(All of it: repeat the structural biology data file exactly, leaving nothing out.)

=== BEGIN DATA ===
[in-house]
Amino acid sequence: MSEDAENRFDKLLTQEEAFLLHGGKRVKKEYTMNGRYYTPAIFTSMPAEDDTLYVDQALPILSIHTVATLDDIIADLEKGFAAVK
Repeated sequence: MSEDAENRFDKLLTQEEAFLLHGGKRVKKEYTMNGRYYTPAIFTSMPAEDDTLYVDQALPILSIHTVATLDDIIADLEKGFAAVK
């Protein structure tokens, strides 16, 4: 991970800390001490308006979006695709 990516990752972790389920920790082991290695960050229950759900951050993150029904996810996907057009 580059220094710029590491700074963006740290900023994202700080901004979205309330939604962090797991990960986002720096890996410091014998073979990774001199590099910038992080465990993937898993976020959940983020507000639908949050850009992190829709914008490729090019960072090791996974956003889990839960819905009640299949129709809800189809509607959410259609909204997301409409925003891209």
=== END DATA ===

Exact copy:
[in-house]
Amino acid sequence: MSEDAENRFDKLLTQEEAFLLHGGKRVKKEYTMNGRYYTPAIFTSMPAEDDTLYVDQALPILSIHTVATLDDIIADLEKGFAAVK
Repeated sequence: MSEDAENRFDKLLTQEEAFLLHGGKRVKKEYTMNGRYYTPAIFTSMPAEDDTLYVDQALPILSIHTVATLDDIIADLEKGFAAVK
């Protein structure tokens, strides 16, 4: 991970800390001490308006979006695709 990516990752972790389920920790082991290695960050229950759900951050993150029904996810996907057009 580059220094710029590491700074963006740290900023994202700080901004979205309330939604962090797991990960986002720096890996410091014998073979990774001199590099910038992080465990993937898993976020959940983020507000639908949050850009992190829709914008490729090019960072090791996974956003889990839960819905009640299949129709809800189809509607959410259609909204997301409409925003891209």